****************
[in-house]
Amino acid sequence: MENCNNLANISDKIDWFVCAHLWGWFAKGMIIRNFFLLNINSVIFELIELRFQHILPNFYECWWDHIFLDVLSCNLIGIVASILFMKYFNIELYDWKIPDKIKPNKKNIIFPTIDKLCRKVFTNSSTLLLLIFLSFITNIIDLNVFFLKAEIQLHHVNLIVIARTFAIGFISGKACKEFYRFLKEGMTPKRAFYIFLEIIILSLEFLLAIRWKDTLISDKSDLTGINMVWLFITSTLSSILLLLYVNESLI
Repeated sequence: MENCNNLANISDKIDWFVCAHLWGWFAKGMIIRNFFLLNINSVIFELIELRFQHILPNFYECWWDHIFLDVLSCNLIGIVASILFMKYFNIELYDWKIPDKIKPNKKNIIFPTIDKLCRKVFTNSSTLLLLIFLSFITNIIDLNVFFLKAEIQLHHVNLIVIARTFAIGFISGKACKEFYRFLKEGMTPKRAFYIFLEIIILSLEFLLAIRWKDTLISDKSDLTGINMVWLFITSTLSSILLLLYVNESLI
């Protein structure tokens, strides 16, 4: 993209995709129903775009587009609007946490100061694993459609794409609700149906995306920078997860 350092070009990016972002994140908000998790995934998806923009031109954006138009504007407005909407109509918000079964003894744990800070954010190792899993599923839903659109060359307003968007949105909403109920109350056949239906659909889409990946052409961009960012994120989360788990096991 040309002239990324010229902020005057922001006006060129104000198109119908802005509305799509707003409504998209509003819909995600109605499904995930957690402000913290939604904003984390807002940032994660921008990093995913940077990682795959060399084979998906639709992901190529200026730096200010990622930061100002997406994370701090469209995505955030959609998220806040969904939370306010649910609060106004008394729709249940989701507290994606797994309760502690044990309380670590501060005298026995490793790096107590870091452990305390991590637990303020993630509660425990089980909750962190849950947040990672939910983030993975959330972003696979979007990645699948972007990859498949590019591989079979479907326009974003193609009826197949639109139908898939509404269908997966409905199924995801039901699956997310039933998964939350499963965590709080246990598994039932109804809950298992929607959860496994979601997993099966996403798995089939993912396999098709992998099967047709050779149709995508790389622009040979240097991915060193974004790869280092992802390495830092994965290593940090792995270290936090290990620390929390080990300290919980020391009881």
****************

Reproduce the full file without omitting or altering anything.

[in-house]
Amino acid sequence: MENCNNLANISDKIDWFVCAHLWGWFAKGMIIRNFFLLNINSVIFELIELRFQHILPNFYECWWDHIFLDVLSCNLIGIVASILFMKYFNIELYDWKIPDKIKPNKKNIIFPTIDKLCRKVFTNSSTLLLLIFLSFITNIIDLNVFFLKAEIQLHHVNLIVIARTFAIGFISGKACKEFYRFLKEGMTPKRAFYIFLEIIILSLEFLLAIRWKDTLISDKSDLTGINMVWLFITSTLSSILLLLYVNESLI
Repeated sequence: MENCNNLANISDKIDWFVCAHLWGWFAKGMIIRNFFLLNINSVIFELIELRFQHILPNFYECWWDHIFLDVLSCNLIGIVASILFMKYFNIELYDWKIPDKIKPNKKNIIFPTIDKLCRKVFTNSSTLLLLIFLSFITNIIDLNVFFLKAEIQLHHVNLIVIARTFAIGFISGKACKEFYRFLKEGMTPKRAFYIFLEIIILSLEFLLAIRWKDTLISDKSDLTGINMVWLFITSTLSSILLLLYVNESLI
């Protein structure tokens, strides 16, 4: 993209995709129903775009587009609007946490100061694993459609794409609700149906995306920078997860 350092070009990016972002994140908000998790995934998806923009031109954006138009504007407005909407109509918000079964003894744990800070954010190792899993599923839903659109060359307003968007949105909403109920109350056949239906659909889409990946052409961009960012994120989360788990096991 040309002239990324010229902020005057922001006006060129104000198109119908802005509305799509707003409504998209509003819909995600109605499904995930957690402000913290939604904003984390807002940032994660921008990093995913940077990682795959060399084979998906639709992901190529200026730096200010990622930061100002997406994370701090469209995505955030959609998220806040969904939370306010649910609060106004008394729709249940989701507290994606797994309760502690044990309380670590501060005298026995490793790096107590870091452990305390991590637990303020993630509660425990089980909750962190849950947040990672939910983030993975959330972003696979979007990645699948972007990859498949590019591989079979479907326009974003193609009826197949639109139908898939509404269908997966409905199924995801039901699956997310039933998964939350499963965590709080246990598994039932109804809950298992929607959860496994979601997993099966996403798995089939993912396999098709992998099967047709050779149709995508790389622009040979240097991915060193974004790869280092992802390495830092994965290593940090792995270290936090290990620390929390080990300290919980020391009881």